The Lord said to Moses, “Come up to me on the mountain and wait there.” Then Moses went up on the mountain, and the cloud covered the mountain. The glory of the Lord dwelt on Mount Sinai, and the cloud covered it six days.
Exodus 24 : 12a, 15 – 16a
Waiting is not my forte. My leg shakes violently up and down like a wooden roller coaster when i sit. i swear in traffic, jutting in and out of lanes like skipping waves on a watercraft. i change the television at commercial break to another show i have no intention of watching. Waiting is anathema to me.
This bleeds over with viscous lethality into my spiritual life. (Or perhaps vice-versa.) Often my heart stands arm-crossed foot-tapping after prayer, looking at its watch and comparing it to God’s bus schedule, wondering why He is late. Even while i recognize that everything i have is grace from Him, i still find myself wondering why He isn’t handing out more, particularly in the healing-from-sin department. My heart is a rainy day with the sun shining, half cleansed leper and half petulant child.
i think of how i might have felt in Moses’s shoes. Finally, God had freed His people, after many years of waiting, and now He was going to reveal His perfect law. So i trudge up the mountain, eager to see what He has in store for His people.
…and nothing happens for six days. So i pray. “Uh, LORD? i see this big cloud all around, and i feel Your presence there, but…am i missing something? i’m not sure what i’m supposed to be getting out of all of this. Is there a lesson here?”
All the while, looking for God for what He can do for me, and missing the point. I was there to wait.
Even spiritual fulfillment, even healing from sin and struggle, even purity and faithfulness, even righteousness, even these can be golden calves of the heart. At times, i find myself longing for these things not because they are from God, not because they will unite me with Him, but simply because i do not want to hurt any longer, do not want to feel my own failures rotting me out like swallowed needles. The litmus test for this: waiting. When i find myself growing impatient, when my soul is leg-shaking and channel-changing instead of my body, then i am treading dangerous ground. It is in these times that i must quiet my heart, stop, sit, listen instead of speak, and above all, wait. i am right to want righteousness, right to want freedom from sin, but it has been promised and is already coming. Of course this does not excuse me from my duty to live as faithfully as my capabilities allow, but it also should be a tremendous source of peace when i do not do so. i need not fear. i need not doubt. i need not be impatient. And i need not curse at the guy in front of me who just won’t go the speed limit either. But then, that’s the healing upon which i wait.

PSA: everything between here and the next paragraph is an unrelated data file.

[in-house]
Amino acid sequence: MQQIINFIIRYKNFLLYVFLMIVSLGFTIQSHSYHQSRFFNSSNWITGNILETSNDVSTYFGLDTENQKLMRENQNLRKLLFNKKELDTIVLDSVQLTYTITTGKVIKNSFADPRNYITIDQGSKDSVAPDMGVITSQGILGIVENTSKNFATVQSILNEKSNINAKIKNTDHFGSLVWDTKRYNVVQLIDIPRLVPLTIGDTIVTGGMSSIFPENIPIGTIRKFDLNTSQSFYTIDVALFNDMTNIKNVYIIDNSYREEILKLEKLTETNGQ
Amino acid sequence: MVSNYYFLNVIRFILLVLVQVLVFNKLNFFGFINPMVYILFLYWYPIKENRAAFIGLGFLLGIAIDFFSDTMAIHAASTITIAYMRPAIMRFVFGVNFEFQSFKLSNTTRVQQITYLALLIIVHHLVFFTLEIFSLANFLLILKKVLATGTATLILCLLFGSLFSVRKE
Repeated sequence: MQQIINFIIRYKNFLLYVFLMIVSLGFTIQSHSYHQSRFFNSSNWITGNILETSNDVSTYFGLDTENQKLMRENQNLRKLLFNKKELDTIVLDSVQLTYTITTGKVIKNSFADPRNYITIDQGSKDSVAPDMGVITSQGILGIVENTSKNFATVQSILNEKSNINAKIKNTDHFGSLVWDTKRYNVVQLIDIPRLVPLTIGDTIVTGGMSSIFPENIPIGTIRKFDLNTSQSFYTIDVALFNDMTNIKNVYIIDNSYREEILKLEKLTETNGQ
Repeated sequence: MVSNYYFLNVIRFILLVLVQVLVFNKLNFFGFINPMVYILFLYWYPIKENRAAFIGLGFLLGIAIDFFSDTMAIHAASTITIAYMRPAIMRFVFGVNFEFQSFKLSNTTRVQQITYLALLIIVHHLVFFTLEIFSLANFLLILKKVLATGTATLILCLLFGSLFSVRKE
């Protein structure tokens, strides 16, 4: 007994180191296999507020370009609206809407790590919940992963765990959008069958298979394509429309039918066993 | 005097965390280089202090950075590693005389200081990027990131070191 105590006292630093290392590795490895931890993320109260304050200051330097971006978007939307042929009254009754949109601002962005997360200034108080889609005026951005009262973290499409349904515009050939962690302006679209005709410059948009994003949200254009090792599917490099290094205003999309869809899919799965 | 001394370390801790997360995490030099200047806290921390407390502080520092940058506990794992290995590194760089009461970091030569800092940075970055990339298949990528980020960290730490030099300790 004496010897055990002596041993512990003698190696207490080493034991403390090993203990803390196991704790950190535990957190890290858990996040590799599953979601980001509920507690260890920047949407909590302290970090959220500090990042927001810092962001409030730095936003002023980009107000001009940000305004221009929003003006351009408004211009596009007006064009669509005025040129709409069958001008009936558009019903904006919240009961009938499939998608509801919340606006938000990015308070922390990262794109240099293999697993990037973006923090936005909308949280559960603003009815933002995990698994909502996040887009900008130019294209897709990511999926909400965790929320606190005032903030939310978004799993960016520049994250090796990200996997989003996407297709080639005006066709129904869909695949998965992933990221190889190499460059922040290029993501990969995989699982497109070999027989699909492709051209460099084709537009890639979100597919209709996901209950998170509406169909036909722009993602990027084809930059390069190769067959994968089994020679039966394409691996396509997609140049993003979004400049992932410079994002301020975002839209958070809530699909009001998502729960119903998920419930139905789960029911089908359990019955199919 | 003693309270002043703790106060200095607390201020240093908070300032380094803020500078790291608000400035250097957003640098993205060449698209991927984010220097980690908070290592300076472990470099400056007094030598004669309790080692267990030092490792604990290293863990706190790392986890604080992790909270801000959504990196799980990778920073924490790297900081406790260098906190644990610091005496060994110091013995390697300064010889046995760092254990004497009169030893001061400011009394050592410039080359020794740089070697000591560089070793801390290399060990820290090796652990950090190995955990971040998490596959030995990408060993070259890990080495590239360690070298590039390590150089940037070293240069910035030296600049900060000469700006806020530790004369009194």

I wait for your salvation, O LORD. – Psalms 49 : 18